Monday, February 22, 2010

Magnesium and Insulin Sensitivity

From a paper based on US NHANES nutrition and health survey data (1):
During 1999–2000, the diet of a large proportion of the U.S. population did not contain adequate magnesium... Furthermore, racial or ethnic differences in magnesium persist and may contribute to some health disparities.... Because magnesium intake is low among many people in the United States and inadequate magnesium status is associated with increased risk of acute and chronic conditions, an urgent need exists to perform a current survey to assess the physiologic status of magnesium in the U.S. population.
Magnesium is an essential mineral that's slowly disappearing from the modern diet, as industrial agriculture and industrial food processing increasingly dominate our food choices. One of the many things it's necessary for in mammals is proper insulin sensitivity and glucose control. A loss of glucose control due to insulin resistance can eventually lead to diabetes and all its complications.

Magnesium status is associated with insulin sensitivity (2, 3), and a low magnesium intake predicts the development of type II diabetes in most studies (4, 5) but not all (6). Magnesium supplements largely prevent diabetes in a rat model* (7). Interestingly, excess blood glucose and insulin themselves seem to reduce magnesium status, possibly creating a vicious cycle.

In a 1993 trial, a low-magnesium diet reduced insulin sensitivity in healthy volunteers by 25% in just four weeks (8). It also increased urinary thromboxane concentration, a potential concern for cardiovascular health**.

At least three trials have shown that magnesium supplementation increases insulin sensitivity in insulin-resistant diabetics and non-diabetics (9, 10, 11). In some cases, the results were remarkable. In type II diabetics, 16 weeks of magnesium supplementation improved fasting glucose, calculated insulin sensitivity and HbA1c*** (12). HbA1c dropped by 22 percent.

In insulin resistant volunteers with low blood magnesium, magnesium supplementation for four months reduced estimated insulin resistance by 43 percent and decreased fasting insulin by 32 percent (13). This suggests to me that magnesium deficiency was probably one of the main reasons they were insulin resistant in the first place. But the study had another very interesting finding: magnesium improved the subjects' blood lipid profile remarkably. Total cholesterol decreased, LDL decreased, HDL increased and triglycerides decreased by a whopping 39 percent. The same thing had been reported in the medical literature decades earlier when doctors used magnesium injections to treat heart disease, and also in animals treated with magnesium. Magnesium supplementation also suppresses atherosclerosis (thickening and hardening of the arteries) in animal models, a fact that I may discuss in more detail at some point (14, 15).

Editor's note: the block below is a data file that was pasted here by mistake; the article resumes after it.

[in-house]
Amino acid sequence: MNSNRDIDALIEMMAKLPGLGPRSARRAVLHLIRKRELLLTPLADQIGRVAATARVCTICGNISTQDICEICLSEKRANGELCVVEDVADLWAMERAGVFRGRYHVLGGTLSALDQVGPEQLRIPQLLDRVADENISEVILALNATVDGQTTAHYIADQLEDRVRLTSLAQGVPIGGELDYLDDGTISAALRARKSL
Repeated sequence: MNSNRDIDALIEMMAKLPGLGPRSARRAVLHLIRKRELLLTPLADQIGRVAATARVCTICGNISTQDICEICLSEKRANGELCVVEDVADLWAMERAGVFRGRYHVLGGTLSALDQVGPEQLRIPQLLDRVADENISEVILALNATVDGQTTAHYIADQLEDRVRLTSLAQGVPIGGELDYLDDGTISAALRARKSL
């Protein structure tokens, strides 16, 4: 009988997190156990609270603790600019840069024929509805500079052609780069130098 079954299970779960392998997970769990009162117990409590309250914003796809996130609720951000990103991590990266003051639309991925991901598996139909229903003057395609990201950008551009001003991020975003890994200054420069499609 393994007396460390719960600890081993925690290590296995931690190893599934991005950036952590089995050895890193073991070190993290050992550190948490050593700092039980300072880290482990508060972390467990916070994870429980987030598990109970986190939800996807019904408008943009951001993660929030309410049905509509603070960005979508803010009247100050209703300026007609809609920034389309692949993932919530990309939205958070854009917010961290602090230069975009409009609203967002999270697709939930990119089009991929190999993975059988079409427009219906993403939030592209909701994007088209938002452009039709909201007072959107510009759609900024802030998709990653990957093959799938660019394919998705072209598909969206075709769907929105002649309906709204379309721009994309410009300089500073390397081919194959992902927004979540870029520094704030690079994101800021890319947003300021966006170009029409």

In the previous study, participants were given 2.5 g magnesium chloride (MgCl2) per day. That's a bit more than the USDA recommended daily allowance (MgCl2 is mostly chloride by weight), in addition to what they were already getting from their diet. Most of a person's magnesium is in their bones, so correcting a deficiency by eating a nutritious diet may take a while.

Speaking of nutritious diets, how does one get magnesium? Good sources include halibut, leafy greens, chocolate and nuts. Bone broths are also an excellent source of highly absorbable magnesium. Whole grains and beans are also fairly good sources, while refined grains lack most of the magnesium in the whole grain. Organic foods, particularly artisanally produced foods from a farmer's market, are richer in magnesium because they grow on better soil and often use older varieties that are more nutritious.

The problem with seeds such as grains, beans and nuts is that they also contain phytic acid which prevents the absorption of magnesium and other minerals (16). Healthy non-industrial societies that relied on grains took great care in their preparation: they soaked them, often fermented them, and also frequently removed a portion of the bran before cooking (17). These steps all served to reduce the level of phytic acid and other anti-nutrients. I've posted a method for effectively reducing the amount of phytic acid in brown rice (18). Beans should ideally be soaked for 24 hours before cooking, preferably in warm water.

Industrial agriculture has systematically depleted our soil of many minerals, due to high-yield crop varieties and the fact that synthetic fertilizers only replace a few minerals. The mineral content of foods in the US, including magnesium, has dropped sharply in the last 50 years. The reason we need to use fertilizers in the first place is that we've broken the natural nutrient cycle in which minerals always return to the soil in the same place they were removed. In 21st century America, minerals are removed from the soil, pass through our toilets, and end up in the landfill or in waste water. This will continue until we find an acceptable way to return human feces and urine to agricultural soil, as many cultures do to this day****.

I believe that an adequate magnesium intake is critical for proper insulin sensitivity and overall health.

* Zucker rats that lack leptin signaling

** Thromboxane A2 is an omega-6 derived eicosanoid that potently constricts blood vessels and promotes blood clotting. It's interesting that magnesium has such a strong effect on it. It indicates that fatty acid balance is not the only major influence on eicosanoid production.

*** Glycated hemoglobin. A measure of the average blood glucose level over the past few weeks.

**** Anyone interested in further reading on this should look up The Humanure Handbook

1 comment:

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